For years, Zareh Avedian and Zareh Zargaryan led a Glendale men’s basketball team that represented the Homenetmen Ararat chapter in the Pan-Armenian Games.
The Hoover High graduates took on the bulk of the scoring, rebounding and leadership roles as the locals traveled to Armenia in hopes of bringing home a gold medal for the first time since 2003.
This year, Avedian and Zargaryan — known as “Big Z” and “Little Z” — have passed the torch to Andre Spight, one of the best players the area has produced in the past two decades.
Spight, who is from Burbank, has accepted the responsibilities that come with being the squad’s top player, and is expecting nothing less than a championship when Glendale travels to Armenia for the seventh annual Pan-Armenian Games.
The opening ceremonies will take place Tuesday and the closing ceremonies are scheduled for Aug. 17.
“Anything short of a championship is a disappointment,” said Spight, a 24-year-old who was named the best player of the FIBA European Championship for Small Countries in 2016, when he led Armenia to the title. “I have high expectations for this year’s team. We have the best team and the best coaching staff. We do it the best over here. We have good people, and a good staff. I think it’s our time to win this right now.
“I feel like my role is to be the best player on the court, off the court. Just to help these guys. To lead us to victory every time.”
Avedian, whose 49-point, 20-rebound championship-game performance propelled Glendale to the 2003 title, has been awed by Spight.
“Andre is the person who can control the game, take over the game,” Avedian said. “When you want to win a championship, you need to have a person who can take over the game. At the end of the day, he has been a Division I basketball player. He has played on the international stage. He has played in the G League of the NBA. He is going to get a lot of attention. He’s going to open up a lot of shots for us.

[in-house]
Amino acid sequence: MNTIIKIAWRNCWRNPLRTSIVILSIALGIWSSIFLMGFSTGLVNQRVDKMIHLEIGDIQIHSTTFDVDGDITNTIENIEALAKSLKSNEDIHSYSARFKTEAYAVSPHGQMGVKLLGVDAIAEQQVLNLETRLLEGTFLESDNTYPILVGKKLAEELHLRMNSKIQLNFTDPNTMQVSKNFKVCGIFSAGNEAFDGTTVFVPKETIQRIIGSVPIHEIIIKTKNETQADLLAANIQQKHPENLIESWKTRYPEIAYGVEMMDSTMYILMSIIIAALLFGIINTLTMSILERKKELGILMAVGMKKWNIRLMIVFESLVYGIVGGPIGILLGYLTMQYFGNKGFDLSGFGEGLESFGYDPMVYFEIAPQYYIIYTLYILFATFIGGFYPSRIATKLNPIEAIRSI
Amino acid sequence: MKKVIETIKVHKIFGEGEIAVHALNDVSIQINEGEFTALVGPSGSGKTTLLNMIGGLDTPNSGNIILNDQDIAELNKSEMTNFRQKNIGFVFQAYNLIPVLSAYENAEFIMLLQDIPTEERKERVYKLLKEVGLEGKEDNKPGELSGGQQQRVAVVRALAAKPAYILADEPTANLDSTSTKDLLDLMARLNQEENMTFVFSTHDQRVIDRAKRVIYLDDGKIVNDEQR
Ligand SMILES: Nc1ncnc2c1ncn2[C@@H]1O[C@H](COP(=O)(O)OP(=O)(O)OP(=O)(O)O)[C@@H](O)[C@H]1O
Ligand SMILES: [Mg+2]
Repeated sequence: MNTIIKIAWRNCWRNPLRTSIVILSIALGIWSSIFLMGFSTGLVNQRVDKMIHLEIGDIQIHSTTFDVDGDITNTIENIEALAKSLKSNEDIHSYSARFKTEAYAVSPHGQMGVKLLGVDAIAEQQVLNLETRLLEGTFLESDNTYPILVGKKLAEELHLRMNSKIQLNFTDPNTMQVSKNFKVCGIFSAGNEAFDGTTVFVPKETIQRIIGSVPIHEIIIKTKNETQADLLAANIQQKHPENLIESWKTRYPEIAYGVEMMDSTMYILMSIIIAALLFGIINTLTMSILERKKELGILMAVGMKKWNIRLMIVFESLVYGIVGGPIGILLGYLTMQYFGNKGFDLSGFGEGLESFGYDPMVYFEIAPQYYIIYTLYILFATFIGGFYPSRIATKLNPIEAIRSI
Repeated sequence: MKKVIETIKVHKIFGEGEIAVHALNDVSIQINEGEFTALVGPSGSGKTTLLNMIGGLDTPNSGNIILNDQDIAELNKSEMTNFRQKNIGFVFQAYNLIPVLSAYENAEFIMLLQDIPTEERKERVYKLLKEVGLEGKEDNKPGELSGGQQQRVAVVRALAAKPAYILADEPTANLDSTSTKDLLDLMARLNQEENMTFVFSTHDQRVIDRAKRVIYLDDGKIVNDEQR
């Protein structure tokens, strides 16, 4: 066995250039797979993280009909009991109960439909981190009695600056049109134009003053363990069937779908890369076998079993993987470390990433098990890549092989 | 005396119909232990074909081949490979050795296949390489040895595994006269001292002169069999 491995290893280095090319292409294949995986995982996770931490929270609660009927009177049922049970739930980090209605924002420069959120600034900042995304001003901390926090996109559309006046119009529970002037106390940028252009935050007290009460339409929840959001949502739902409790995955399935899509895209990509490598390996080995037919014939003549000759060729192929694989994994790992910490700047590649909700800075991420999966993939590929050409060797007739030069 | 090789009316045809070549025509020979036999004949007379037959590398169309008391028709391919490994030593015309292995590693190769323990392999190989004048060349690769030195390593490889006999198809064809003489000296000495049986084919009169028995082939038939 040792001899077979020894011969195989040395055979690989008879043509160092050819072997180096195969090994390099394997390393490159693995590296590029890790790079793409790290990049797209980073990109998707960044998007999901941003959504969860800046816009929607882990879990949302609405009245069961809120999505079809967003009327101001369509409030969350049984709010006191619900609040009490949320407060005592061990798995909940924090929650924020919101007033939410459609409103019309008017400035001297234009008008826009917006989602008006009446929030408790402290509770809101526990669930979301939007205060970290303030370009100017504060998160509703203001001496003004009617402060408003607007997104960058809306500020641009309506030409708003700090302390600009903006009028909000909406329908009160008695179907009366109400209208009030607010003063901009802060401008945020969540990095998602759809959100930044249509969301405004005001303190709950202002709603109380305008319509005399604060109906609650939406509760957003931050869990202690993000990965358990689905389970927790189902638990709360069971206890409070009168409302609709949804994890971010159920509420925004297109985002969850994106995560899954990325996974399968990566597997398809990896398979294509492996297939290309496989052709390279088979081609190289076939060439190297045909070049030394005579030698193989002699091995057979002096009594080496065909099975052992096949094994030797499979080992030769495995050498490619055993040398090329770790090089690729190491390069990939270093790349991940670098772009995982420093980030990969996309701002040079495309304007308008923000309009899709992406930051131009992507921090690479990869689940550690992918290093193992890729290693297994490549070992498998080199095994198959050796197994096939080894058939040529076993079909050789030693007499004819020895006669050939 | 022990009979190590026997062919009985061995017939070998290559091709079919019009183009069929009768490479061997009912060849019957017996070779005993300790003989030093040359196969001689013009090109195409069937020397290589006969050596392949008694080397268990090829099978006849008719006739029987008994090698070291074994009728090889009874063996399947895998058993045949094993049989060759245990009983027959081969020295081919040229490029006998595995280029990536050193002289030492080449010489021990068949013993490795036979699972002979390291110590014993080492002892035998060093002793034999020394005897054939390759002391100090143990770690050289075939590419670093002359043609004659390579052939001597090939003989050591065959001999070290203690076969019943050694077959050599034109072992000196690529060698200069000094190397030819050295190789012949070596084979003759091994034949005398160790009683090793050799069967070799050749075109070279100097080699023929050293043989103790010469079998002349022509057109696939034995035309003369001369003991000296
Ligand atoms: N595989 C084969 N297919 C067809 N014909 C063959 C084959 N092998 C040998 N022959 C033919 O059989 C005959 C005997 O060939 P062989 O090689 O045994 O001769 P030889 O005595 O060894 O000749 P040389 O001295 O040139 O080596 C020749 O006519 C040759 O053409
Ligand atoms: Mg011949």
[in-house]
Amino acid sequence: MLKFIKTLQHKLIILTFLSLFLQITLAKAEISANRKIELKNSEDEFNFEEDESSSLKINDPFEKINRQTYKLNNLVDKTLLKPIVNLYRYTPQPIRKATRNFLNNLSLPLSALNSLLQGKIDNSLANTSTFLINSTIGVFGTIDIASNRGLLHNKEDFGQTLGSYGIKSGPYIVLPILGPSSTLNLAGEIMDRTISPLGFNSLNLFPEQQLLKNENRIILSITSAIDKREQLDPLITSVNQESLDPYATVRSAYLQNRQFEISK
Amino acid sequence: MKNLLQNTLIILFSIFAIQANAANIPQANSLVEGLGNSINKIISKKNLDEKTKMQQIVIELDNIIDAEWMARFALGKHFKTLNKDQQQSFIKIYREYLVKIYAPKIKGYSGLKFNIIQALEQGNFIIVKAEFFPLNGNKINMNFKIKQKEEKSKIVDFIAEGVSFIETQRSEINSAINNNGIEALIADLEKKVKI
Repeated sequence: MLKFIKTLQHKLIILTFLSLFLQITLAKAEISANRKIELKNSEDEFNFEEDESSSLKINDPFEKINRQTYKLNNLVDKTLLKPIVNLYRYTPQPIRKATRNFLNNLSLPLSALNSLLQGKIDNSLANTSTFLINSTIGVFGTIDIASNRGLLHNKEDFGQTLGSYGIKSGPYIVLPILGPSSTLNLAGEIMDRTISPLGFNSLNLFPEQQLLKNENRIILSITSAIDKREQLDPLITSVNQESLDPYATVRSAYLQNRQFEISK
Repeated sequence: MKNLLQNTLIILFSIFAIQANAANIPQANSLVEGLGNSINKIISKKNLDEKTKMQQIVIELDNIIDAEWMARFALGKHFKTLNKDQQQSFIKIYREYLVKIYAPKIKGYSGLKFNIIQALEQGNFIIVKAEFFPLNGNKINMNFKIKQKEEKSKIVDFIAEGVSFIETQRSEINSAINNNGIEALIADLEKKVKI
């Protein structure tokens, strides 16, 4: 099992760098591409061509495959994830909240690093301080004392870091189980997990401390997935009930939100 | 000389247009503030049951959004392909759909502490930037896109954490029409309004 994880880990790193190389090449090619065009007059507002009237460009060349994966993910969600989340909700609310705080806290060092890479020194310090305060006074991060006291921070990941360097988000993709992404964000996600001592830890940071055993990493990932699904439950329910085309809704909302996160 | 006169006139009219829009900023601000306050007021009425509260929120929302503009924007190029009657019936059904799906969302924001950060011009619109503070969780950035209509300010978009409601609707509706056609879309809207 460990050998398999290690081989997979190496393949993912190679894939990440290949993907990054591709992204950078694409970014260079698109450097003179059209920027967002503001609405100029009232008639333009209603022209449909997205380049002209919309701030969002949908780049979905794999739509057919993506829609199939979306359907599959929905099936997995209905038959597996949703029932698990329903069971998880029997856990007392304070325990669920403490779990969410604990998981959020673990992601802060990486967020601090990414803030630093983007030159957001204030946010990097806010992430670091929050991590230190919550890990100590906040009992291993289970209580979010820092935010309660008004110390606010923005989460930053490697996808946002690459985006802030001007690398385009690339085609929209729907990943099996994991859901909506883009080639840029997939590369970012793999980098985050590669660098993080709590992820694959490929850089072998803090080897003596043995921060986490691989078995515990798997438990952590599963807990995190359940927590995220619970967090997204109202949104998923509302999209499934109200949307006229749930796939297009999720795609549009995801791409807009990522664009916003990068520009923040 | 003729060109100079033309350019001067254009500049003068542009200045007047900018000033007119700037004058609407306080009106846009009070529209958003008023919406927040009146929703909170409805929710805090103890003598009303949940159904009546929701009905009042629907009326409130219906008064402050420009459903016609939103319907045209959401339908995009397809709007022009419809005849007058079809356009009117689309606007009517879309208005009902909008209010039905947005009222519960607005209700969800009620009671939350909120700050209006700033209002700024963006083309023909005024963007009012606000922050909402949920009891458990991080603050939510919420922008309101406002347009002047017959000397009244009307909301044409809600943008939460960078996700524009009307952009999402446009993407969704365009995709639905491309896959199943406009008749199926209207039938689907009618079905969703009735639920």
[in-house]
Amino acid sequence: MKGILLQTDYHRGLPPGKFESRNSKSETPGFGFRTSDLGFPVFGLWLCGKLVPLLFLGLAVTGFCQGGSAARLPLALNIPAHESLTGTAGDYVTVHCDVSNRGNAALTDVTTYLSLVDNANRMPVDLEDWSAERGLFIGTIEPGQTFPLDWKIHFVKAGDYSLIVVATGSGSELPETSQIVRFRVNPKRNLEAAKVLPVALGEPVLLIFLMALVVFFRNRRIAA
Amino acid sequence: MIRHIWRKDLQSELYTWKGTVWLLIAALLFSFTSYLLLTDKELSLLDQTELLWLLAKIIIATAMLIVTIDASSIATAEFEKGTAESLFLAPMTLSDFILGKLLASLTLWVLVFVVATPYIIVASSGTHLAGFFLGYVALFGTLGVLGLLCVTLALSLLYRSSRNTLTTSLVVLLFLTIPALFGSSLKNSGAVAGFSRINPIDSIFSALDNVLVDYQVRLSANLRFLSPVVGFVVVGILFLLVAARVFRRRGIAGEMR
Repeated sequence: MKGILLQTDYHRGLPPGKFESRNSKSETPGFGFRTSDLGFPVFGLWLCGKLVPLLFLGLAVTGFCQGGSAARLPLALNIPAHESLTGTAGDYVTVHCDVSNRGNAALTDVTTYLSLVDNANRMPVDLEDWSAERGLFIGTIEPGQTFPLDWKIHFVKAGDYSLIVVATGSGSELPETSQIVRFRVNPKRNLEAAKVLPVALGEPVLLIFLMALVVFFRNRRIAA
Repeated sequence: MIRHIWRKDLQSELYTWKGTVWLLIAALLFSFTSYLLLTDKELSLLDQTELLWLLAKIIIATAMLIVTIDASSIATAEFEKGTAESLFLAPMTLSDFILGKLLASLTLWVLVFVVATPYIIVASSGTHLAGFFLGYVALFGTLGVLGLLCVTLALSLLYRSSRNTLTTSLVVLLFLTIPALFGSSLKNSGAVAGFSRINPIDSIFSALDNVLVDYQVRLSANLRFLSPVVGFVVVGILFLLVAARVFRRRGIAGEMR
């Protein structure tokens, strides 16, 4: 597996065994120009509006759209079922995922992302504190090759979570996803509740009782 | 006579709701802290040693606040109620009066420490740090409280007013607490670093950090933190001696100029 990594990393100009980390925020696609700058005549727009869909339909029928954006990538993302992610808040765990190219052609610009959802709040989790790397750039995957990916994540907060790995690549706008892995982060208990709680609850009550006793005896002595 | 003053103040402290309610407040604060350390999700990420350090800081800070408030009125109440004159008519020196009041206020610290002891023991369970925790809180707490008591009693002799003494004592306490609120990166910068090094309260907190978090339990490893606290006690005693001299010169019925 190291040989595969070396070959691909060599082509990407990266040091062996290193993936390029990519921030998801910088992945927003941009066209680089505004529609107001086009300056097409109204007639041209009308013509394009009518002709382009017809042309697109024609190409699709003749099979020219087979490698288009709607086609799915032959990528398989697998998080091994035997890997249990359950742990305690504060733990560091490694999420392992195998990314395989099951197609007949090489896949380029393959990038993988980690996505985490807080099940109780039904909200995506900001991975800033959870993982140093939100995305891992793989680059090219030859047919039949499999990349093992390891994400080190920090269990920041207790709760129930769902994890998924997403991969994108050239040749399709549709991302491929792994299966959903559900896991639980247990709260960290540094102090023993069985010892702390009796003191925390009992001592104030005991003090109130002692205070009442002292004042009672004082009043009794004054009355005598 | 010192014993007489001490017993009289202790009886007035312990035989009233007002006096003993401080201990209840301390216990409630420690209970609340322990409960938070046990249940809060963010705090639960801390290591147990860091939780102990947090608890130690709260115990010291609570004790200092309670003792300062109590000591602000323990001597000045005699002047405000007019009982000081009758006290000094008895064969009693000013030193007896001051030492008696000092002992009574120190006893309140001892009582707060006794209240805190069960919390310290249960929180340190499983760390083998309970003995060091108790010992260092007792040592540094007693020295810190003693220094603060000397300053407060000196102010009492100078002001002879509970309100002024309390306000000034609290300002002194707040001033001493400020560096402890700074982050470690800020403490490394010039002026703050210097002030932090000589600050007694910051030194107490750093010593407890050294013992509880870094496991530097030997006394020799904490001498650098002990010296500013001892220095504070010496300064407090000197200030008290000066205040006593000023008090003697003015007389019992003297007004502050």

“We all know he’s the guy. At the end of the day, we have to change our roles. Give him the ball and let him create for everyone else.”
Zargaryan, who was a part of the 2015 Glendale team that took bronze, agreed with Avedian’s assessment that Spight’s presence will open opportunities for his teammates, which include local grads Narbeh Ebrahamian (Crescenta Valley), Teo Davidian (Hoover), Samson Injigulyan (Hoover) and Azad Galustian (Glendale).
“He can take over the scoring load with ease,” Zargaryan said. “He can light you up in a half, in an entire game or in a quarter so quickly that you can’t keep up. The guy is explosive.”
Barsegh “BJ” Karamanian has taken over the coaching responsibilities for the Glendale team, and with the collection of talented shooters, he plans on playing an up-tempo game.
Karamanian said he will find out his team’s schedule and opponents when they arrive in Armenia on Monday.
“We have very unique talent on the team,” Karamanian said. “We’ve adopted a philosophy that we want to get quick baskets, within the first six or seven seconds, and then if that’s not there, get organized and go through some rotations.”
Karamanian will likely start Avedian and Zargarian in the front court, with Ebrahamian, Davidian and Spight taking on the guard and small forward positions. All five presumed starters played at the collegiate level.
Avedian didn’t think he would be on the Glendale team after his last run in 2015. He’s now 38, a husband and a father to Andrew, a 14-month-old who might follow in his dad’s footsteps. But he’s taken on the role of being a role model to the younger players on the team, as well as with his son.
“I didn’t think I would be playing four years ago,” Avedian said. “I am still playing at a competitive level. I am still able to run around with these young guys. At the end of the day, it’s basketball, it’s fun. If you don’t have to stop, why stop?”
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